Higher Education

6 Tips for Students on How to Cite Your Sources

By eLearning Inside
March 07, 2023

Most students face many challenges when it comes to correctly citing their sources. They have to find, synthesize, organize, evaluate, and document the sources. Unfortunately, they have no other option but to learn how to cite their sources correctly.

Even though they might be familiar with some common citing styles such as MLA, which is used in most junior courses, they might find different strategies and styles at higher levels of education. In addition, instructors might also have different requirements when citing sources.

However, as an instructor, teacher, or lecturer, you can teach your students to cite their sources correctly.

1. Help Them Understand How To Use Sources in Different Writing Styles

Students read different types of materials. They have come across many books, journals, and online resources for students before getting to where they are. All these materials cite sources in their content, and students can recognize them. However, they do not understand them.

You should, therefore, help them understand the styles of citations used in all these materials. In addition, ensure that they know why a citation style was used in a certain piece of writing and not in another.

This will be vital in ensuring that they know how and when citations are supposed to be used and how everything works. In addition, they will understand the type of sources to cite in their work. For instance, health science might require sources like population studies, systematic reviews, and case studies.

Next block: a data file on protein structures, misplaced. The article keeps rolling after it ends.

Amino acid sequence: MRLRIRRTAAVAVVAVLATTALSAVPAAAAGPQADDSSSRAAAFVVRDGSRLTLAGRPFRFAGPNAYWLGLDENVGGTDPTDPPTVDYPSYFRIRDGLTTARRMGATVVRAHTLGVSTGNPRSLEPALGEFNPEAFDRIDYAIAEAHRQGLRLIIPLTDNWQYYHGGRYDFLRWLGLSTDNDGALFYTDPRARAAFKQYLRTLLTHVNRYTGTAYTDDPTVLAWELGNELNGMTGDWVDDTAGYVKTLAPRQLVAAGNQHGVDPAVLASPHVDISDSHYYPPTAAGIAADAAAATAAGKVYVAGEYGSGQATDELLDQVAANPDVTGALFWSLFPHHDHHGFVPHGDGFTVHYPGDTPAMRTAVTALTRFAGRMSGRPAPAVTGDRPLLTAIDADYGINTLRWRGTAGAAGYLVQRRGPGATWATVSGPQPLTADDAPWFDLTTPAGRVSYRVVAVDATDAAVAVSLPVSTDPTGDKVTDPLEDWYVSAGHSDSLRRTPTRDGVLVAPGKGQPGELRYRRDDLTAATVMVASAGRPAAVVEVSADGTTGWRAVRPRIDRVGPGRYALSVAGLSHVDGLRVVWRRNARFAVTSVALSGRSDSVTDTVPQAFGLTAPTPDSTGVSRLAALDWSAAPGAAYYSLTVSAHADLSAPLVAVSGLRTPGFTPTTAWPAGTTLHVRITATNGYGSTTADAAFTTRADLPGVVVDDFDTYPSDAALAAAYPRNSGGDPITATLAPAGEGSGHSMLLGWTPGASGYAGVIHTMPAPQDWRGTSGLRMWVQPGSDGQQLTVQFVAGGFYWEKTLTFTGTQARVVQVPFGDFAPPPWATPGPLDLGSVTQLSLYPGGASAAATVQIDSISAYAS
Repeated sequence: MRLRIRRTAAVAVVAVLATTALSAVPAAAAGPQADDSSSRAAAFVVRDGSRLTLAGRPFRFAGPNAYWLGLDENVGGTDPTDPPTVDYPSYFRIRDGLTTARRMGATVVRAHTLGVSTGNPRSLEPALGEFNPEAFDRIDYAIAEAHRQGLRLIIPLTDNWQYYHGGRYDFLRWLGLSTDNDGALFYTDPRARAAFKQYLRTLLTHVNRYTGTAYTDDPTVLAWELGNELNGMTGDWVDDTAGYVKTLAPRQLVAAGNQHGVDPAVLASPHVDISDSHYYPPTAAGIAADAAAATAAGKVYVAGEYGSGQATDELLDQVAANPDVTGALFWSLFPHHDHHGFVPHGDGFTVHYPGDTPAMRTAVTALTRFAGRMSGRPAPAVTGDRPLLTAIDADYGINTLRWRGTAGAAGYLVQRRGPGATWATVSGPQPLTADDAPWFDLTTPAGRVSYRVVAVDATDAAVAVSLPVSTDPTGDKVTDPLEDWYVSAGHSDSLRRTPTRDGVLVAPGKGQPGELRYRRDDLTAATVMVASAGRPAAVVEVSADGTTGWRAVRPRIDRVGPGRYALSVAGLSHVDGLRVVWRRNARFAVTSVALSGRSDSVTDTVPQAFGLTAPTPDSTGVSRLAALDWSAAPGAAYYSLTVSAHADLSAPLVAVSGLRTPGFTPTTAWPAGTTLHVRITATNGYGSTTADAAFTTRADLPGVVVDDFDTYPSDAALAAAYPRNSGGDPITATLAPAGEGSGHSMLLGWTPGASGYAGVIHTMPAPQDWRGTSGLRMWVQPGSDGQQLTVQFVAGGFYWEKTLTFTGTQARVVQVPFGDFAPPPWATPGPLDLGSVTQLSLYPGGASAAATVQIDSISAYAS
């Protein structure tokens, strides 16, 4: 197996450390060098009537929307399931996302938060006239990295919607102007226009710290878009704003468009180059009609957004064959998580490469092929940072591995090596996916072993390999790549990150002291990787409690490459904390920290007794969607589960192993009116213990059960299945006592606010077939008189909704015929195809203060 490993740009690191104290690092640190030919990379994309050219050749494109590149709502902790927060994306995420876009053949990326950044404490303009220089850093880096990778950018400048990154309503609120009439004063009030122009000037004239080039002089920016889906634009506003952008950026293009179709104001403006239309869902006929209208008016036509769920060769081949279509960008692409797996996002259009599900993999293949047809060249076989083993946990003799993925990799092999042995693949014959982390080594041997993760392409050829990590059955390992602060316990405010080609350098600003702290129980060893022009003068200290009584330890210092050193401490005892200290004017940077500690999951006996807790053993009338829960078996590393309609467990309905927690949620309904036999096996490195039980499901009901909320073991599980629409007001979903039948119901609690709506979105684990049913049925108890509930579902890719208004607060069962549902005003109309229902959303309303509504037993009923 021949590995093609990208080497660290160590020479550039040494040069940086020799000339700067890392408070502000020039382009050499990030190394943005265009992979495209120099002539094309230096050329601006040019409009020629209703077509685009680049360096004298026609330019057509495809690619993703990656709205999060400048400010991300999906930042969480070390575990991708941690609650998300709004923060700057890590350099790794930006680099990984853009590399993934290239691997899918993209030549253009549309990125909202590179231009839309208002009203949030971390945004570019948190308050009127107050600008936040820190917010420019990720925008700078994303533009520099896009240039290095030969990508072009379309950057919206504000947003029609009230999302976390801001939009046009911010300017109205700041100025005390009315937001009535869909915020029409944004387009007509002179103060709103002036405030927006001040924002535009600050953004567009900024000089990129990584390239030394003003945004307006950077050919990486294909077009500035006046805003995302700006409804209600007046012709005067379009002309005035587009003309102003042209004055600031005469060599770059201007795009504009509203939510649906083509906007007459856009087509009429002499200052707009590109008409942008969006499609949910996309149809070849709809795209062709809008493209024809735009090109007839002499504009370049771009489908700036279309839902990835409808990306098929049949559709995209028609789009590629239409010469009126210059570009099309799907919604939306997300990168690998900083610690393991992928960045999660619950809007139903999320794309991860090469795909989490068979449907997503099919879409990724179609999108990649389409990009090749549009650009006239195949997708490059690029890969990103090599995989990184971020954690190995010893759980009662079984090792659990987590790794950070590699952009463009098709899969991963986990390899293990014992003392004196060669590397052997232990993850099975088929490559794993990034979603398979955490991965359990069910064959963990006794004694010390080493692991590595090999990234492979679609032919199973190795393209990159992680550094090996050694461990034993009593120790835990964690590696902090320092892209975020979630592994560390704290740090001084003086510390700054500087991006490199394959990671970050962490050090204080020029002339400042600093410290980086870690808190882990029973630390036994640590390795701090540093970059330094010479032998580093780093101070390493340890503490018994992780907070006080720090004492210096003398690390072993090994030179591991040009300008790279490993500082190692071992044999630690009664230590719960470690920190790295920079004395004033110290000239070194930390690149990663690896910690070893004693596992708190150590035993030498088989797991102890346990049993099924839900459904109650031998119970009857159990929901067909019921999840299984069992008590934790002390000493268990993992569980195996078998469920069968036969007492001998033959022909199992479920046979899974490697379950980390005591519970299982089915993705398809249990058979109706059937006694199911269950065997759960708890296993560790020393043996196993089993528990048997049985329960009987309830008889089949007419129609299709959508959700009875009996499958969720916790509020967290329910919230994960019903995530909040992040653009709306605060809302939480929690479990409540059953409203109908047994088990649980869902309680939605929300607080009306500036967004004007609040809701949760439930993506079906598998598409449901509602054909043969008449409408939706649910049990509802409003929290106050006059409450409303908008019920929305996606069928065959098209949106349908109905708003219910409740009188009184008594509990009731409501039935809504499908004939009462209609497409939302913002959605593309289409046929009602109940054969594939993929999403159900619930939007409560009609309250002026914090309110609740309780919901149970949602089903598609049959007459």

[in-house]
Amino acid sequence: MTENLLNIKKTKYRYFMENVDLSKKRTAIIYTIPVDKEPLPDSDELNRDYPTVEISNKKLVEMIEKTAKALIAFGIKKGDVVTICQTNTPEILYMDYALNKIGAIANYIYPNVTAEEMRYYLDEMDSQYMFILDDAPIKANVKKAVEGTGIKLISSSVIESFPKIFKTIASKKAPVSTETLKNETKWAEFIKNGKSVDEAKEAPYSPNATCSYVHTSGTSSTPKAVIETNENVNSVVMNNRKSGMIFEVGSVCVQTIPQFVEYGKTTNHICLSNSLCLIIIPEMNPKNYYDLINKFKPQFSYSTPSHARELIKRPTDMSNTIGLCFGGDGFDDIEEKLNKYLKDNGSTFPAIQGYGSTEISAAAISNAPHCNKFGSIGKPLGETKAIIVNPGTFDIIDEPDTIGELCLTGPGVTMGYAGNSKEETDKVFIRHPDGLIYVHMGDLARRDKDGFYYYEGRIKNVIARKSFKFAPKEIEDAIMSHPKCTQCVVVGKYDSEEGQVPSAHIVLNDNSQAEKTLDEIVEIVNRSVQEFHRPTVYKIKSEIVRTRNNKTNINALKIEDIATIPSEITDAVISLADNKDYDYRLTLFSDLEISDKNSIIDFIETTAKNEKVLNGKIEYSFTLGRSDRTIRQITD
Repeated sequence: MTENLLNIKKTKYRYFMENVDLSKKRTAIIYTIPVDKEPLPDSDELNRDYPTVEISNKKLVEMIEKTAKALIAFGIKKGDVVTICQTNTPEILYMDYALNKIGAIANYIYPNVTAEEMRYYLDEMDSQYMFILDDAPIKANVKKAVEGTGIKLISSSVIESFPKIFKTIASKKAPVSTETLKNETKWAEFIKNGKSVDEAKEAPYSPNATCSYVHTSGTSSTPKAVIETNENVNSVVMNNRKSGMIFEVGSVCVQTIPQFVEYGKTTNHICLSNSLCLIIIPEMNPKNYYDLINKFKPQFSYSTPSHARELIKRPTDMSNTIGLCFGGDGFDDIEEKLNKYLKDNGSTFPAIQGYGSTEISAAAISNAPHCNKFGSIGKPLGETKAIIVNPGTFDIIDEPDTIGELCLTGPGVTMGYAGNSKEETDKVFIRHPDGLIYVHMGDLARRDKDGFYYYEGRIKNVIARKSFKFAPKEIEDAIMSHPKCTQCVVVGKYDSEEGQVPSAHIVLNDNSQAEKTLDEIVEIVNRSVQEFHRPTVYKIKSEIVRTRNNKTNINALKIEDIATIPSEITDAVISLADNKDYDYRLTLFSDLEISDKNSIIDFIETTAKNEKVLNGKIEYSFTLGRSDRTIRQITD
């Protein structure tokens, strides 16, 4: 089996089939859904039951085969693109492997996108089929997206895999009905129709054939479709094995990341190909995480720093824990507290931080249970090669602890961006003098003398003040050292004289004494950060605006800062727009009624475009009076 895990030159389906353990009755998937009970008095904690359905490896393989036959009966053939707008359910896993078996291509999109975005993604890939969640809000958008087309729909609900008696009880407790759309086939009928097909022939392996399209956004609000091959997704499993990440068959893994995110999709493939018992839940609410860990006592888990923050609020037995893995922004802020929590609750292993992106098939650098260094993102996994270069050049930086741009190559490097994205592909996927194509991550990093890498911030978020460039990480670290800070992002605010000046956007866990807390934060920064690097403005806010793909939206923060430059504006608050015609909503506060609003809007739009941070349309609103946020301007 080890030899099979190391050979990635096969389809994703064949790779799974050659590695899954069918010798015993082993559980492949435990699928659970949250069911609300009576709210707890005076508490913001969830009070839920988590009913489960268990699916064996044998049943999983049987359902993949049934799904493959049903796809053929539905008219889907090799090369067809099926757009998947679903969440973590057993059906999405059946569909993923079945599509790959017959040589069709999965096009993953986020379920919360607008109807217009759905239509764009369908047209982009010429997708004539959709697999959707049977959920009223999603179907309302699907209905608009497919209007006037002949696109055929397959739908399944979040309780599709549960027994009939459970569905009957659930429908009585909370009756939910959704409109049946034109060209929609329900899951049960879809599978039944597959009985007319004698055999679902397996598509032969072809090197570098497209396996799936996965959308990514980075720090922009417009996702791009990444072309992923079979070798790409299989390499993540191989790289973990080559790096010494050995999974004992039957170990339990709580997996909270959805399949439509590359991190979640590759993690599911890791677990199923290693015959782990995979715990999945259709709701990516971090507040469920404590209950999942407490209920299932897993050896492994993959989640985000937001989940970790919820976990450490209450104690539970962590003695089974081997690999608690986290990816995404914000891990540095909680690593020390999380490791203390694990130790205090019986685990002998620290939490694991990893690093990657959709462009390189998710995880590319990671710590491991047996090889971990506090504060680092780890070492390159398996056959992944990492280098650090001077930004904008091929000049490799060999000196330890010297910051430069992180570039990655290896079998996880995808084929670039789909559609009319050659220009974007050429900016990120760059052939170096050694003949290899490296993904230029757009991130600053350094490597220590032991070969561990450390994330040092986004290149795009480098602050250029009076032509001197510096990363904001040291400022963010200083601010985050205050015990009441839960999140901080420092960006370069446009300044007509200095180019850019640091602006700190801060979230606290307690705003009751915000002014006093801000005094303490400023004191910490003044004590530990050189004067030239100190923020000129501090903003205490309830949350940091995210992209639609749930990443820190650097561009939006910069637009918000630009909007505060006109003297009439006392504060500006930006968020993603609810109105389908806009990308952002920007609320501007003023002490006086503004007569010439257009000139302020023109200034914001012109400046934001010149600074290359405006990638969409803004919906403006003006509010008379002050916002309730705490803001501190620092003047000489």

2. Try Out Citation Generators in Class

Citing sources correctly might not be easy for some students. While you can teach some of them within a few days or weeks, it might take longer for some students to understand everything correctly, even though they still have assignments to work on.

In such situations, you can try out citation generators in class. These generators are accurate and require users to enter a URL address, journal article, and book, among others, and then create the citation for free.

You can also ask your students to use the citation generators when comparing their manual citations with the ones generated by these tools. For instance, if you are teaching them about the APA citation format, you can ask them to use a free APA citation generator to compare notes and see how accurate their manual citations are. This will help them understand how to cite their sources correctly.

3. Ask For Sources in Early Drafts and Small Assignments

Your students work on different things while in school. For instance, you might ask them to write an essay at the end of every topic. Some might bring in their drafts for guidance on how to structure their essays.

In addition, you also assign them some work at the end of every day or week. Did you know that these are great resources for you to teach your students how to cite their sources correctly? You get to see how far each student is and what is needed to get them up to speed.

You can also ask them to summarize a source every day, depending on the citation style you are teaching them, to evaluate their progress. This will give you insights into their understanding and their capability to cite sources without copying text directly from the sources.

4. Discuss Where and When Citing Information is Used

Different types of reading use cite information differently. Take a few course readings and then tell your students to identify where and when a citation is used. This is one of the most essential tips in ensuring they understand how to cite their sources.